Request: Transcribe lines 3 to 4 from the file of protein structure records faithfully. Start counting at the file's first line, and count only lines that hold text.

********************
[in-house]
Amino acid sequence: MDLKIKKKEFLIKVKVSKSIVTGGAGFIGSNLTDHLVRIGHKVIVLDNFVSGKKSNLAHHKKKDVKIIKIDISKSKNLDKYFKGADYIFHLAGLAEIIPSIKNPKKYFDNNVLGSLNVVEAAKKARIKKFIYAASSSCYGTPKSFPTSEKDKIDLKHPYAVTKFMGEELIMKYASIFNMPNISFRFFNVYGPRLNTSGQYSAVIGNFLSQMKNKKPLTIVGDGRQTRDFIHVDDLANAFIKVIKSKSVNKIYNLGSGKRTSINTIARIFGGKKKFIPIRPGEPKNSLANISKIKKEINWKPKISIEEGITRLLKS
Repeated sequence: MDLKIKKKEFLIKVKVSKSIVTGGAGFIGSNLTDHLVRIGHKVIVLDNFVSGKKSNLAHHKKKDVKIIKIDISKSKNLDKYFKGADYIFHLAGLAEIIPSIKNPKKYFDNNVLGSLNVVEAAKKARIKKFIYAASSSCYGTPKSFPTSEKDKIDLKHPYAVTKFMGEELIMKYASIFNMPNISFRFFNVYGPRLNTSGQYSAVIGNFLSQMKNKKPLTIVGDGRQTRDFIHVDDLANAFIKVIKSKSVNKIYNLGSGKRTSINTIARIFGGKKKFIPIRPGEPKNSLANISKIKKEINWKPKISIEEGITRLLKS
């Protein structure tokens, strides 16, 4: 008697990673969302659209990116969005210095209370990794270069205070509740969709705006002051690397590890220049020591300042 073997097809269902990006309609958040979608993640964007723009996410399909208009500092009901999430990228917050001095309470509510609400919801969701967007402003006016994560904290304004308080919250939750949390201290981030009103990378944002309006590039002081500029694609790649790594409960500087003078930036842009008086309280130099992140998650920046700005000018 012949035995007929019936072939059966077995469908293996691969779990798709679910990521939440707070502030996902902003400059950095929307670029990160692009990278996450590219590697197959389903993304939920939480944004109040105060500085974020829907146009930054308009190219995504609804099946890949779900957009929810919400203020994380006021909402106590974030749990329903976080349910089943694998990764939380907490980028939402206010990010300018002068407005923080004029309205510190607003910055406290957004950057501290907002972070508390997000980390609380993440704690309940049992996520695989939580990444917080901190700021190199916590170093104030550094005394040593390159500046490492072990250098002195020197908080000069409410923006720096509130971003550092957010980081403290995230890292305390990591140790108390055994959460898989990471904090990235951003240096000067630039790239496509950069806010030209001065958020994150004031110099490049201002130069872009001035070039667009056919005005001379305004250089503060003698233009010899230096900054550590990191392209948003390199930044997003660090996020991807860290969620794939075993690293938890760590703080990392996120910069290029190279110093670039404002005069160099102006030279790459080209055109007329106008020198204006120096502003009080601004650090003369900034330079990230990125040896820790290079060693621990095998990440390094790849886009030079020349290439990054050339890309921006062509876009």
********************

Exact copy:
Repeated sequence: MDLKIKKKEFLIKVKVSKSIVTGGAGFIGSNLTDHLVRIGHKVIVLDNFVSGKKSNLAHHKKKDVKIIKIDISKSKNLDKYFKGADYIFHLAGLAEIIPSIKNPKKYFDNNVLGSLNVVEAAKKARIKKFIYAASSSCYGTPKSFPTSEKDKIDLKHPYAVTKFMGEELIMKYASIFNMPNISFRFFNVYGPRLNTSGQYSAVIGNFLSQMKNKKPLTIVGDGRQTRDFIHVDDLANAFIKVIKSKSVNKIYNLGSGKRTSINTIARIFGGKKKFIPIRPGEPKNSLANISKIKKEINWKPKISIEEGITRLLKS
């Protein structure tokens, strides 16, 4: 008697990673969302659209990116969005210095209370990794270069205070509740969709705006002051690397590890220049020591300042 073997097809269902990006309609958040979608993640964007723009996410399909208009500092009901999430990228917050001095309470509510609400919801969701967007402003006016994560904290304004308080919250939750949390201290981030009103990378944002309006590039002081500029694609790649790594409960500087003078930036842009008086309280130099992140998650920046700005000018 012949035995007929019936072939059966077995469908293996691969779990798709679910990521939440707070502030996902902003400059950095929307670029990160692009990278996450590219590697197959389903993304939920939480944004109040105060500085974020829907146009930054308009190219995504609804099946890949779900957009929810919400203020994380006021909402106590974030749990329903976080349910089943694998990764939380907490980028939402206010990010300018002068407005923080004029309205510190607003910055406290957004950057501290907002972070508390997000980390609380993440704690309940049992996520695989939580990444917080901190700021190199916590170093104030550094005394040593390159500046490492072990250098002195020197908080000069409410923006720096509130971003550092957010980081403290995230890292305390990591140790108390055994959460898989990471904090990235951003240096000067630039790239496509950069806010030209001065958020994150004031110099490049201002130069872009001035070039667009056919005005001379305004250089503060003698233009010899230096900054550590990191392209948003390199930044997003660090996020991807860290969620794939075993690293938890760590703080990392996120910069290029190279110093670039404002005069160099102006030279790459080209055109007329106008020198204006120096502003009080601004650090003369900034330079990230990125040896820790290079060693621990095998990440390094790849886009030079020349290439990054050339890309921006062509876009």